Japan opened its first railroad in 1872 between Shinbashi in Tokyo and Yokohama. Since then, the railway industry has radically influenced the course of people’s life and their country. Japanese railway systems, infrastructure, and rolling stock move many million tons of cargo via conventional rail and - perhaps more importantly - billions of passengers. The kinds of rolling stock are manifold, including rapid transit, like metros and monorails, or the widely recognized Shinkansen, one of the longest high-speed railways globally.
A train like a bullet: the Shinkansen
In 1964, the first Shinkansen commenced operations, vaporizing the travel time to three hours and ten minutes between the countries’ two populous regions Kanto and Kansai. Nowadays, the fastest Tokaido Shinkansen merely needs two hours and 21 minutes and runs almost as precisely as the clockwork.
The total network has six more lines beside the Tokaido. The latest line opening was the Nishi-Kyushu Route of the Kyushu Shinkansen in September 2022. Oncoming additions to the high-speed railway network will be an extension of the Hokuriku Shinkansen by March 2024 and an extension of the Hokkaido Shinkansen to Sapporo by March 2031.
The suppliers of the respective Shinkansen trains are domestic rolling stock manufacturers - Nippon Sharyo, Hitachi, Kawasaki Heavy Industries, The Kinki Sharyo, or Japan Transport Engineering Company. Some of their high-speed models also serve on regional express railways. Hence, these lines carry the name Shinkansen although they formally do not count as such because their top operating speeds stay below 200 kilometers per hour.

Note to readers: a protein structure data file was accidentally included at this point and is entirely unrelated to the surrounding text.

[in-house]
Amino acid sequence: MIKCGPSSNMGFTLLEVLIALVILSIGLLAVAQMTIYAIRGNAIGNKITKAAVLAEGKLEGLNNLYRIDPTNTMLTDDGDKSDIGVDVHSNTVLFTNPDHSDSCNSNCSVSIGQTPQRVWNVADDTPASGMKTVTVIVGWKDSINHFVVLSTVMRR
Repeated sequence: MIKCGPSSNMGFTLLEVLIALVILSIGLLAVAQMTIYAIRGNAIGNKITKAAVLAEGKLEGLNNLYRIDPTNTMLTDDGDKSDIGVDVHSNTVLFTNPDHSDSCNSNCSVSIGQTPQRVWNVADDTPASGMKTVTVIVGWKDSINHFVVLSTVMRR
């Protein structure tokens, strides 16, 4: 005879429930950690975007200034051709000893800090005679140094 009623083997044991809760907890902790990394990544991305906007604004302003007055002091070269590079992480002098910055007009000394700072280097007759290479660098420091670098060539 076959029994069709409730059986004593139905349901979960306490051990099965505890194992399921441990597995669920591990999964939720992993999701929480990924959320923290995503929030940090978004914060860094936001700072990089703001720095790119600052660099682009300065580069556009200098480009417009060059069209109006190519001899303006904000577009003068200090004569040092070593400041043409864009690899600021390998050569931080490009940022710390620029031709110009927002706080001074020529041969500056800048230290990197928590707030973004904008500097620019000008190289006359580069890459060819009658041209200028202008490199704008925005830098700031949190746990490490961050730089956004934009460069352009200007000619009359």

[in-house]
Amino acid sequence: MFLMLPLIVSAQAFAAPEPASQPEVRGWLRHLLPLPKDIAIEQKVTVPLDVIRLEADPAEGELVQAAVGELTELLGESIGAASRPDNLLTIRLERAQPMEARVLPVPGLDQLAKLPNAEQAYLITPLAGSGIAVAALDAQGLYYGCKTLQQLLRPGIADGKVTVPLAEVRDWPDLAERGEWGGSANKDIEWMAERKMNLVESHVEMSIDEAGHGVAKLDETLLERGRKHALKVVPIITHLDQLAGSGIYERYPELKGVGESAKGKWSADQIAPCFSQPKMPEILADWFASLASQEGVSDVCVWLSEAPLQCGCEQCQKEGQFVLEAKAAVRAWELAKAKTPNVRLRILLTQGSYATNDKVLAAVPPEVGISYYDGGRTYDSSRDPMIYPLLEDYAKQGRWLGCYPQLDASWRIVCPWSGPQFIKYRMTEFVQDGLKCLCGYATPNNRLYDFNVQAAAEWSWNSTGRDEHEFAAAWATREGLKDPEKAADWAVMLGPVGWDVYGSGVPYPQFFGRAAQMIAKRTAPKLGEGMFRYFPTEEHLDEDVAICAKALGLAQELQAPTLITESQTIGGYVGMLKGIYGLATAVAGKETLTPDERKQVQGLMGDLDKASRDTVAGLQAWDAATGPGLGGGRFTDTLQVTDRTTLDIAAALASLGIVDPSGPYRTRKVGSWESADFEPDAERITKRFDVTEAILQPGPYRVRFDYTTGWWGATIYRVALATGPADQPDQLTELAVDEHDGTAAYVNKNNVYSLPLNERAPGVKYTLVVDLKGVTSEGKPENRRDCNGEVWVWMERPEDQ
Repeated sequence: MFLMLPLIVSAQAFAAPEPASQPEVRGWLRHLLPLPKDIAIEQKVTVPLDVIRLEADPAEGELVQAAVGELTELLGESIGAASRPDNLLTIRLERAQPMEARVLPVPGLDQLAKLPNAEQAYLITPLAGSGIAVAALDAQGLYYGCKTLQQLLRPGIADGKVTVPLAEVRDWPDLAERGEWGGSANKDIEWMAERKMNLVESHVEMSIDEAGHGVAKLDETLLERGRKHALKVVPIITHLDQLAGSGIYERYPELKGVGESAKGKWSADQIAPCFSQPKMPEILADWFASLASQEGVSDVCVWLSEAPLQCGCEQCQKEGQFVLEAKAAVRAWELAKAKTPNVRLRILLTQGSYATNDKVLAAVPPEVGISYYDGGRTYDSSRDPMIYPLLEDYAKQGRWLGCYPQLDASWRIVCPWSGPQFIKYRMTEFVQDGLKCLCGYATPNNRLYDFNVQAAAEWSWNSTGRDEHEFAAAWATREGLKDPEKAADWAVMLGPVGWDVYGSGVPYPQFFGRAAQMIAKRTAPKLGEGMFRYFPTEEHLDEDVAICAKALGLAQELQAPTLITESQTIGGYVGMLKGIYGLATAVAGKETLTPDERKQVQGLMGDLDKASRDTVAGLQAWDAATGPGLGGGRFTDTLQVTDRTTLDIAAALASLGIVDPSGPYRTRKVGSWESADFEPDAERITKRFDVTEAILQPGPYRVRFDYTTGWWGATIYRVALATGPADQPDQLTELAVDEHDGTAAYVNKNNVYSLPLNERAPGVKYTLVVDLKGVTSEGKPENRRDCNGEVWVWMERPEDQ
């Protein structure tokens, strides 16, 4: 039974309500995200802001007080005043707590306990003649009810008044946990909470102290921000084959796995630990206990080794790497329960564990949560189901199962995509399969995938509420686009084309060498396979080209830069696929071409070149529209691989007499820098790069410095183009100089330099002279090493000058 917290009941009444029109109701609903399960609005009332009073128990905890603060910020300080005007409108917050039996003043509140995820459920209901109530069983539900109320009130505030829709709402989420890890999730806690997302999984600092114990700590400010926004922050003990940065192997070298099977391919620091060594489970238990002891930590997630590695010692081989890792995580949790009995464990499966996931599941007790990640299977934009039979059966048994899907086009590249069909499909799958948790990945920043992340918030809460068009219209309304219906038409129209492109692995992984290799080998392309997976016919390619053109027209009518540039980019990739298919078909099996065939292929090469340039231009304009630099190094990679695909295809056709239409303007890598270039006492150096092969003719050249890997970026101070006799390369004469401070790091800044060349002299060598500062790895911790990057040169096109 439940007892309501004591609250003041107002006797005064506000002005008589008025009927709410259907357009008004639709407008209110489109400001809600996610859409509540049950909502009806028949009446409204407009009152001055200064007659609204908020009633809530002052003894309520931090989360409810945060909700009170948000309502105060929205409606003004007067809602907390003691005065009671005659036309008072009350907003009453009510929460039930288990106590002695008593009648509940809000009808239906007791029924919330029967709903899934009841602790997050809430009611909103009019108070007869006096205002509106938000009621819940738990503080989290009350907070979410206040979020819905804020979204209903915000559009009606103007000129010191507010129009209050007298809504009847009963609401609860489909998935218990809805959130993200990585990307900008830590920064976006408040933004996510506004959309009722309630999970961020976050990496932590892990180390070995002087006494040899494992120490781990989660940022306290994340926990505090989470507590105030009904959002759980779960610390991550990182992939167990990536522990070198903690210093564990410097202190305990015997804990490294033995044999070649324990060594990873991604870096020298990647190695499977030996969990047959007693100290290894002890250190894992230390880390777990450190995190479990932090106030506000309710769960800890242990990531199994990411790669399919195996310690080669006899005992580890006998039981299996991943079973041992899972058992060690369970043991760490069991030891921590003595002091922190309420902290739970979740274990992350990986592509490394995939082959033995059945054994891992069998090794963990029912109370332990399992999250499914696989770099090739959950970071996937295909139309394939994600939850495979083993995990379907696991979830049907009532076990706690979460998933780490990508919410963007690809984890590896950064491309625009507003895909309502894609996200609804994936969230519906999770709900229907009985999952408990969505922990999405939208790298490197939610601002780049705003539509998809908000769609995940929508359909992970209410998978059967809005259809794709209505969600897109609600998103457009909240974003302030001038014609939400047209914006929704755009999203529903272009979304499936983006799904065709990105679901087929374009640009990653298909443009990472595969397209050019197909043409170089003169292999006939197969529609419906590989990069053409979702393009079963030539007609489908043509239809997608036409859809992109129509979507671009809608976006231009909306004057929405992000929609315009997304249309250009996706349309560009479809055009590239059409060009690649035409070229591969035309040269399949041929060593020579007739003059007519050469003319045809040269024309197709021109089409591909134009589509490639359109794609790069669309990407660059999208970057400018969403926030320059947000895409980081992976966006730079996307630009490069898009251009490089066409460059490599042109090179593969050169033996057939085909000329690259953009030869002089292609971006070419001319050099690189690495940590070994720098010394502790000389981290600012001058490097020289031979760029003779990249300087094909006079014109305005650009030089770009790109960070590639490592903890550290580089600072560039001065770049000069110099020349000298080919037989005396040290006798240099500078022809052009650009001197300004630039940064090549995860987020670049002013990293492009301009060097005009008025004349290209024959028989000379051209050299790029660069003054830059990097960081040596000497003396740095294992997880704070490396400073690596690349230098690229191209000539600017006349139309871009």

The landscape of railway operators in Japan
Among the 211 domestic railway operators, the Japan Railways (JR) Group companies originating from the state-owned Japan National Railways (JNR) are the largest. Following a breakup and partial privatization in the 1980s, JNR evolved into six regional JR passenger companies and several other entities, including a railway freight company. Five of the six passenger JR companies operate Shinkansen. While JR East, JR Central, JR West, and JR Kyushu have undergone complete privatization, JR Hokkaido and JR Shikoku still belong to an independent administrative agency. Yet, the JR Group is treated distinctly from public operators and private railways, which transport even more passengers. These private railways have a history almost as old as the national railway. The largest include Tokyu Corporation, Hankyu Hanshin Holdings, and Kintetsu Group Holdings, which engage besides in real estate, department stores, and many other services. Private railways have accordingly assumed the role of urban developers.
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In the following 6 chapters, you will quickly find the 35 most important statistics relating to "Railway industry in Japan".